The Electronic Intifada / October 28, 2022
Well that was quick. Having styled herself as the second coming of Margaret Thatcher, who was not for turning, Liz “Cheddar” Truss spun dramatically on her heels and got the hell out after not even two months.
Of course by then she had already driven the United Kingdom to the point of bankruptcy, sunk Sterling, spooked markets pre-Halloween, and added hundreds of dollars to people’s monthly mortgage repayments.
Truss was also a “good friend” of Israel and had vowed to review the location of the UK’s embassy in Israel. She never got around to fulfilling that pledge, but looked set to override any number of foreign office objections to do so.
But Truss is out and October’s Prime Minister is Rishi Sunak, the first non-white person, the first practicing Hindu, the youngest and also the richest person to ever become UK prime minister.
Sunak – Dishy Rishi to some – is a relative newcomer to politics. A former banker, he entered the Treasury – Britain’s finance ministry – as chief secretary under “Honest” Boris Johnson’s premiership just four years after first entering parliament in 2015.
A year later he was Chancellor.
This meteoric rise has been untainted by any foreign policy experience or exposure. He has not served in any foreign office position, nor has he, since assuming the premiership, announced any major foreign policy decisions or intentions beyond pledging to continue to support Ukraine’s government and improving ties with the EU.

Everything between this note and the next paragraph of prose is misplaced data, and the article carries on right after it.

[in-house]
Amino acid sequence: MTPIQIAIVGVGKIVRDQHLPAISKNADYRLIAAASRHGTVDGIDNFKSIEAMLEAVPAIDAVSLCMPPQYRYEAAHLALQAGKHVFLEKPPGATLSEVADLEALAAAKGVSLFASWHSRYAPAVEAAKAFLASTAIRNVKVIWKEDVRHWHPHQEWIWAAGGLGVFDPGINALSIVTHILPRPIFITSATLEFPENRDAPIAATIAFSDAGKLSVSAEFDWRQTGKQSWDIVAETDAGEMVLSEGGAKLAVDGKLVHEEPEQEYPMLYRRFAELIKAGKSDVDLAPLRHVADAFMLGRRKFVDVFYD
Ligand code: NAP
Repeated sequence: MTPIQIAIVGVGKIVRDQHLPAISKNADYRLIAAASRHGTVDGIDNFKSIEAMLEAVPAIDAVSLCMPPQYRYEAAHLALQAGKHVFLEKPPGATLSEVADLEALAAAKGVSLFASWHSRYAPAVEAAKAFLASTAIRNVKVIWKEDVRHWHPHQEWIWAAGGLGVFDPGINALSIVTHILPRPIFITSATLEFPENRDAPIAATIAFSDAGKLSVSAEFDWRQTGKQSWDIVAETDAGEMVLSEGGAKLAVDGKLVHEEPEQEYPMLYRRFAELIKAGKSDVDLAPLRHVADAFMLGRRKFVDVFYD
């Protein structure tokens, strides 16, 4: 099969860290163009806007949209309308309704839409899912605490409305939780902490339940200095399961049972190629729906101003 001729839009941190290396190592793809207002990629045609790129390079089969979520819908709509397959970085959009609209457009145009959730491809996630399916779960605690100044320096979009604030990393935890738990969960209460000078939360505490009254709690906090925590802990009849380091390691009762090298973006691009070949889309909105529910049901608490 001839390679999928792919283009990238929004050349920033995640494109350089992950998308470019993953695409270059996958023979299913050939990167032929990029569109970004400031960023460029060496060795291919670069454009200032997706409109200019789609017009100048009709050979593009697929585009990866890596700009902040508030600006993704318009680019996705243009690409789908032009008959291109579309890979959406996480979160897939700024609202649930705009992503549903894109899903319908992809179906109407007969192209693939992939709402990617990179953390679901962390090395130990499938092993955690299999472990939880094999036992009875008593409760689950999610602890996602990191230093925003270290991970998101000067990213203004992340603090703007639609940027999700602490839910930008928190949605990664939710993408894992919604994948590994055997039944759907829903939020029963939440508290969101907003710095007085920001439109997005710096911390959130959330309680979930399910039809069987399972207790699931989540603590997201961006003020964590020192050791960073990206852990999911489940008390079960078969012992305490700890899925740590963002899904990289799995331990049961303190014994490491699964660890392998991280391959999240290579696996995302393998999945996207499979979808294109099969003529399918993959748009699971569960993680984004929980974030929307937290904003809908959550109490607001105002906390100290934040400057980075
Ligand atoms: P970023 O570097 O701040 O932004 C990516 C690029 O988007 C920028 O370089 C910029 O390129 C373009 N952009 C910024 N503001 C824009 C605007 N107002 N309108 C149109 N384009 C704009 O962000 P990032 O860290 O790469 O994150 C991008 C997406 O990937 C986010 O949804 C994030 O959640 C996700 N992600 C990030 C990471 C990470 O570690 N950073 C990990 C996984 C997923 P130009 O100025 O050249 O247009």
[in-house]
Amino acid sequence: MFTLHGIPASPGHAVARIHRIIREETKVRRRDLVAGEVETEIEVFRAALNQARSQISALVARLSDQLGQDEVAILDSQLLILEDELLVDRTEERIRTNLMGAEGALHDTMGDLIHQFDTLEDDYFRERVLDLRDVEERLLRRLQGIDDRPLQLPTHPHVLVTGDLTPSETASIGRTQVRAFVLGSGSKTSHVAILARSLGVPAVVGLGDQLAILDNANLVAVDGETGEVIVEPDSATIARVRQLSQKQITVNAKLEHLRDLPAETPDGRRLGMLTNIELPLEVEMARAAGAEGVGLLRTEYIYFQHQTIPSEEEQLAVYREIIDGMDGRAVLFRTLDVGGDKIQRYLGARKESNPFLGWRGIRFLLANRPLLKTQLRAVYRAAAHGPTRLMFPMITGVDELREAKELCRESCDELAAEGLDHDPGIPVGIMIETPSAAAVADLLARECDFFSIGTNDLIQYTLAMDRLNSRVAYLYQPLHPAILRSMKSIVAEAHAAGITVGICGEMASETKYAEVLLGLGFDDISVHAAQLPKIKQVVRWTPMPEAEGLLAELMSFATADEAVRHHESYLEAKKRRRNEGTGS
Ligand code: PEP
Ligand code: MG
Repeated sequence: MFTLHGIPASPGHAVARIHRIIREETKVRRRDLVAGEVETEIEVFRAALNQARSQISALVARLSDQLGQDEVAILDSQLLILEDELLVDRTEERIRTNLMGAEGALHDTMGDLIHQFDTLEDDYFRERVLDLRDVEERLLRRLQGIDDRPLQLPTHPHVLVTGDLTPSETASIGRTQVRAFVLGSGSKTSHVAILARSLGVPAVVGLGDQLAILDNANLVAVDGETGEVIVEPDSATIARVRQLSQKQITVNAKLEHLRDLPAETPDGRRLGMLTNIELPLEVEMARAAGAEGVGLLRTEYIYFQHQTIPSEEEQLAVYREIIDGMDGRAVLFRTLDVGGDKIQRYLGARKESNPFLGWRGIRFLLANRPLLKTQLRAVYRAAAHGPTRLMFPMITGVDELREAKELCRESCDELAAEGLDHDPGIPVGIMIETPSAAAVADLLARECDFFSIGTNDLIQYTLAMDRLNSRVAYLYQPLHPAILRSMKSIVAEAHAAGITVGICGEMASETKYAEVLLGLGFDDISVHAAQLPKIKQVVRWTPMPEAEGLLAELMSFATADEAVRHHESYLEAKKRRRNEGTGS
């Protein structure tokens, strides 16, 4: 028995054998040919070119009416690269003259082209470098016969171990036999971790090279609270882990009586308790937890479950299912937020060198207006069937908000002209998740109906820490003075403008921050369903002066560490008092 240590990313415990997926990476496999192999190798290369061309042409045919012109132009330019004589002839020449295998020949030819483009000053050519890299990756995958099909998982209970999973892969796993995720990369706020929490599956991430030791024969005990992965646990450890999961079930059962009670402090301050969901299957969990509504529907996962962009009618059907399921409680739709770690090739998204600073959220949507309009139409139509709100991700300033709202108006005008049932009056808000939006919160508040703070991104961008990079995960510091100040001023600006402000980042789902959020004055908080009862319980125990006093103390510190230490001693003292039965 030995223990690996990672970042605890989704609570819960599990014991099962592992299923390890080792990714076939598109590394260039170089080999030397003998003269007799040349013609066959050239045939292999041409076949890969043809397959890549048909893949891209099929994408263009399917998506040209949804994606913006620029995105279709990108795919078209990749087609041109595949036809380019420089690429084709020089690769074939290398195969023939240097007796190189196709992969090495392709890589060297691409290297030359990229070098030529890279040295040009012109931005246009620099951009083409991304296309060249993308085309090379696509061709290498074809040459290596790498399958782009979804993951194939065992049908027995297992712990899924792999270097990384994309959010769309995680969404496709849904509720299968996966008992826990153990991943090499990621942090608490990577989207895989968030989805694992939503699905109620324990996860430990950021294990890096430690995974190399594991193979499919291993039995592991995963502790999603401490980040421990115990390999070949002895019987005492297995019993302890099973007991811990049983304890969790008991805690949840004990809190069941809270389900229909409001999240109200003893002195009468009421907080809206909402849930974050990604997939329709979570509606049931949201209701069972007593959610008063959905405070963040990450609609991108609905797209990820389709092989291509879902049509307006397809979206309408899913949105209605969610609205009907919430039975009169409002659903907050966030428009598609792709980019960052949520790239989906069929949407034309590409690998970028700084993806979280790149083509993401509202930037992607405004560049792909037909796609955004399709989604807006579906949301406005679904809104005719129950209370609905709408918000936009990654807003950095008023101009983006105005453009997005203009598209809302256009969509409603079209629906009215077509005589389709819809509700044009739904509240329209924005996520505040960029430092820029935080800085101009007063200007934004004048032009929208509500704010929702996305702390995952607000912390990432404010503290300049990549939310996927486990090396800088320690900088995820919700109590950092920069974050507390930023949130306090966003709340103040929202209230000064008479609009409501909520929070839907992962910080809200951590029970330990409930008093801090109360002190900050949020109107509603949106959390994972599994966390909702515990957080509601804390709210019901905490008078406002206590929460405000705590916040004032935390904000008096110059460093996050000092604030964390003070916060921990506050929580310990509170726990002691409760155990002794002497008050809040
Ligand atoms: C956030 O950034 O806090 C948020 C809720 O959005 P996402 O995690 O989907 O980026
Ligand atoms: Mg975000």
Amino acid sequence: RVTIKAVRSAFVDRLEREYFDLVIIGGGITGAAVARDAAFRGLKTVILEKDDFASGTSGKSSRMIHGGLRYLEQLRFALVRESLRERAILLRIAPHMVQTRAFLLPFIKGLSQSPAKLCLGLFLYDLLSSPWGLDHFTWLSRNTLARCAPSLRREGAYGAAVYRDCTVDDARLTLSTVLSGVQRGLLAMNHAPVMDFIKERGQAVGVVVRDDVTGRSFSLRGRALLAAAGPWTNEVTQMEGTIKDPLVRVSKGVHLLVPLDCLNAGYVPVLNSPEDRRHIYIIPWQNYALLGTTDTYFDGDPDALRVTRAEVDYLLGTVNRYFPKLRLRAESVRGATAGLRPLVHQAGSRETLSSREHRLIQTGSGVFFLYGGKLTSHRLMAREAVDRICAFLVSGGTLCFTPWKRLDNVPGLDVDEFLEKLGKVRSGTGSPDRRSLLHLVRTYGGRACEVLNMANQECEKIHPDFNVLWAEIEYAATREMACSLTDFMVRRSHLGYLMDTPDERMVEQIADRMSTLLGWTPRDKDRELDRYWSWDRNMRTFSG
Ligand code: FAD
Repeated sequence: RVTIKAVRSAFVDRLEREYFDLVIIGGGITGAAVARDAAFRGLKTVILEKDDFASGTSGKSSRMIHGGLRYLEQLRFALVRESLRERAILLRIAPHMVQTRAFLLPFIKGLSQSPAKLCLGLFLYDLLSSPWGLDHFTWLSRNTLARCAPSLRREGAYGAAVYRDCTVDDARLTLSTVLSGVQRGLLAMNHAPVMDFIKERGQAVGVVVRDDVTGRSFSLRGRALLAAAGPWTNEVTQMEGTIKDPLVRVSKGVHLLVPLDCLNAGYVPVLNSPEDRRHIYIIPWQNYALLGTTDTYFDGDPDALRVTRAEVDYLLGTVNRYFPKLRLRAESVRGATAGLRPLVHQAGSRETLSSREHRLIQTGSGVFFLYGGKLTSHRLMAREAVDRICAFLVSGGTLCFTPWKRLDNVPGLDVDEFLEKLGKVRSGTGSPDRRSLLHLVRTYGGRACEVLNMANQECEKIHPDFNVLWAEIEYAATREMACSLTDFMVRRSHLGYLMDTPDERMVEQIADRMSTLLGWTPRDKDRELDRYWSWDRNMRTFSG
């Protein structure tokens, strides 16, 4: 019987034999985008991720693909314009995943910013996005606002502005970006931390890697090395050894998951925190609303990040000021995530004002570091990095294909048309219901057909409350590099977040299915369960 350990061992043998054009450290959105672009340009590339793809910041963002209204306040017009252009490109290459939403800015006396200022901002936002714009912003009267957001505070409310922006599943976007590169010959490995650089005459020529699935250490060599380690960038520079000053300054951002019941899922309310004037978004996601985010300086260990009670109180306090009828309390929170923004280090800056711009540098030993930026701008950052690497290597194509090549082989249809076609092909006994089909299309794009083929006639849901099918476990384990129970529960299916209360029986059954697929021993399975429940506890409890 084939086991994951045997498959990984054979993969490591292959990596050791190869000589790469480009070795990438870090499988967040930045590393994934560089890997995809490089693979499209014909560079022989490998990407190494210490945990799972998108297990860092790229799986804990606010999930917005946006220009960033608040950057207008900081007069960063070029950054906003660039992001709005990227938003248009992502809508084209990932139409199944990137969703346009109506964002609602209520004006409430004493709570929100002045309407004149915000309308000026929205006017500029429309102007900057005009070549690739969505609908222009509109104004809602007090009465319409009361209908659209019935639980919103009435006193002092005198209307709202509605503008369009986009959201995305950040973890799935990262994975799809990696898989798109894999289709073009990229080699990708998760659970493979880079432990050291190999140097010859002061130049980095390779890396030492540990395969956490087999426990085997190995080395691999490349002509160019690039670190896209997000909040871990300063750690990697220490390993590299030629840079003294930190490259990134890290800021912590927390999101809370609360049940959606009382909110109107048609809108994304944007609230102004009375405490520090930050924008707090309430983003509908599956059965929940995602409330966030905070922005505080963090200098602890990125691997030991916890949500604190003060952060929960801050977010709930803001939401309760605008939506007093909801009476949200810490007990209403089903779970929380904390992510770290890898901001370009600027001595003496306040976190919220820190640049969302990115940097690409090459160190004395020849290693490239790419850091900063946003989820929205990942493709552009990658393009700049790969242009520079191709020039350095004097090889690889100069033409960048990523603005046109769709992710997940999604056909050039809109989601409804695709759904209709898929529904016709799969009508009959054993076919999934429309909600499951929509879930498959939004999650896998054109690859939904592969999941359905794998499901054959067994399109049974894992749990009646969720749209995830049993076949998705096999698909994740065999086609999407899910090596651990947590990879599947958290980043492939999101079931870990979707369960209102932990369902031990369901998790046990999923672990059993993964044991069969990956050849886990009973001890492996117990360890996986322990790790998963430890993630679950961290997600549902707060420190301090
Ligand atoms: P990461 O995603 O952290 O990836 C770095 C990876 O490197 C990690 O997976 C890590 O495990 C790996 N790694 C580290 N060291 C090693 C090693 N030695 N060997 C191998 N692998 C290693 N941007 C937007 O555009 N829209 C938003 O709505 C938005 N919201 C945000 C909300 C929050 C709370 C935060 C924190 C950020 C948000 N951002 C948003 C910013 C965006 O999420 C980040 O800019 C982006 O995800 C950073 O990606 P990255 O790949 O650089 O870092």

But he did pledge, along with Truss, to review the location of the UK’s embassy to Israel during the leadership election campaign that he lost in the summer.
It was clear that he was responding to Truss’ zealousness on the matter. It was clear too, that he was trying to gain favor with the large number of pro-Israel members in his own party, not least the influential Conservative Friends of Israel grouping – influential enough that both candidates in the summer felt moved to write letters explaining their positions on Israel.
What is less clear is how serious he is about a matter on which he has confessed his ignorance. When pushed in a meeting with members of the Conservative Friends of Israel, his response belied his status as a political neophyte.
Jerusalem, he said, is “undisputably the historic capital” and there is a “strong case” to recognize that. “It’s something I’d like to do.”
However, he added, “there must be some sensitivities involved, because if it was that easy, it would have been done by now.”
Now, Sunak may be a relative newcomer to politics, but it is inconceivable that he is ignorant about the “sensitivities” around Jerusalem.
More likely this was his version of kicking the issue into committee.
The proposed review was also set to be dragged in front of a judicial review.
And with the country on the brink of financial disaster, Sunak has plenty on his plate. He has already canceled his attendance at the COP27 climate change summit in Cairo.
Mindful of rocking a leaking boat, the man who is tasked with bringing some semblance of sanity back to British politics is unlikely to soon make the kind of major shift in foreign policy moving the embassy would represent.
It would certainly be ill-advised for someone whose value lies in his “dullness dividend.”
This is not to suggest Sunak is anything but pro-Israel. In an interview with the Jewish Chronicle in August he made the startling claim that Israel is a “vibrant multi-ethnic democracy with a free press and the rule of law.”
Clearly he is, as he has made clear, at least somewhat ignorant about a country that discriminates in law against Palestinians, whose media is subject to military censorship and whose military is engaged in a brutal, expansionist occupation.
Nevertheless, Sunak is likely to shun any dramatic moves and looks set to stick to the current pro-Israel UK position while paying lip-service to two-state orthodoxy.
Omar Karmi is an independent journalist